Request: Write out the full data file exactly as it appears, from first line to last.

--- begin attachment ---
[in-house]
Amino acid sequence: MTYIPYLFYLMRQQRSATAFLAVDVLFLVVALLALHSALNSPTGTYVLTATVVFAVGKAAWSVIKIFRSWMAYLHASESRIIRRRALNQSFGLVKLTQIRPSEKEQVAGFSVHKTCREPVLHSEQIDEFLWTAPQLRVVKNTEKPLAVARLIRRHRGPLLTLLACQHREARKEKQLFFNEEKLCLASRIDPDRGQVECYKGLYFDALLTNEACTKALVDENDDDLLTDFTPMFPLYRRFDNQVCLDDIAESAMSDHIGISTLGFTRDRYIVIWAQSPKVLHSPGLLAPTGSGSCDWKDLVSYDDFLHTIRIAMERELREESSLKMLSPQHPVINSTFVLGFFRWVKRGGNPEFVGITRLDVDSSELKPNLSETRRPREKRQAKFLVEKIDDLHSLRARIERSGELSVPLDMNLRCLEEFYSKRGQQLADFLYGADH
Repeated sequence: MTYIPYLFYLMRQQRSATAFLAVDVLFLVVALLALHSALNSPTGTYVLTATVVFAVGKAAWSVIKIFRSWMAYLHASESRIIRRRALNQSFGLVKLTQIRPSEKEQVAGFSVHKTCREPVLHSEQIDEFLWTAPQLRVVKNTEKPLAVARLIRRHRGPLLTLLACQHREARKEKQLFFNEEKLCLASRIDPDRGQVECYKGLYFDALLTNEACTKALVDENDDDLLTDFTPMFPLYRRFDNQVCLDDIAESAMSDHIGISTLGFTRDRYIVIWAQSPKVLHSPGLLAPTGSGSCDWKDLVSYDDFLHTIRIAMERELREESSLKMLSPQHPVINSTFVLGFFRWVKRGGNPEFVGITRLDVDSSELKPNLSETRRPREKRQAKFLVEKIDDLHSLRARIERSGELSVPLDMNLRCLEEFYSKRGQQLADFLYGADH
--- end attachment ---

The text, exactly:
[in-house]
Amino acid sequence: MTYIPYLFYLMRQQRSATAFLAVDVLFLVVALLALHSALNSPTGTYVLTATVVFAVGKAAWSVIKIFRSWMAYLHASESRIIRRRALNQSFGLVKLTQIRPSEKEQVAGFSVHKTCREPVLHSEQIDEFLWTAPQLRVVKNTEKPLAVARLIRRHRGPLLTLLACQHREARKEKQLFFNEEKLCLASRIDPDRGQVECYKGLYFDALLTNEACTKALVDENDDDLLTDFTPMFPLYRRFDNQVCLDDIAESAMSDHIGISTLGFTRDRYIVIWAQSPKVLHSPGLLAPTGSGSCDWKDLVSYDDFLHTIRIAMERELREESSLKMLSPQHPVINSTFVLGFFRWVKRGGNPEFVGITRLDVDSSELKPNLSETRRPREKRQAKFLVEKIDDLHSLRARIERSGELSVPLDMNLRCLEEFYSKRGQQLADFLYGADH
Repeated sequence: MTYIPYLFYLMRQQRSATAFLAVDVLFLVVALLALHSALNSPTGTYVLTATVVFAVGKAAWSVIKIFRSWMAYLHASESRIIRRRALNQSFGLVKLTQIRPSEKEQVAGFSVHKTCREPVLHSEQIDEFLWTAPQLRVVKNTEKPLAVARLIRRHRGPLLTLLACQHREARKEKQLFFNEEKLCLASRIDPDRGQVECYKGLYFDALLTNEACTKALVDENDDDLLTDFTPMFPLYRRFDNQVCLDDIAESAMSDHIGISTLGFTRDRYIVIWAQSPKVLHSPGLLAPTGSGSCDWKDLVSYDDFLHTIRIAMERELREESSLKMLSPQHPVINSTFVLGFFRWVKRGGNPEFVGITRLDVDSSELKPNLSETRRPREKRQAKFLVEKIDDLHSLRARIERSGELSVPLDMNLRCLEEFYSKRGQQLADFLYGADH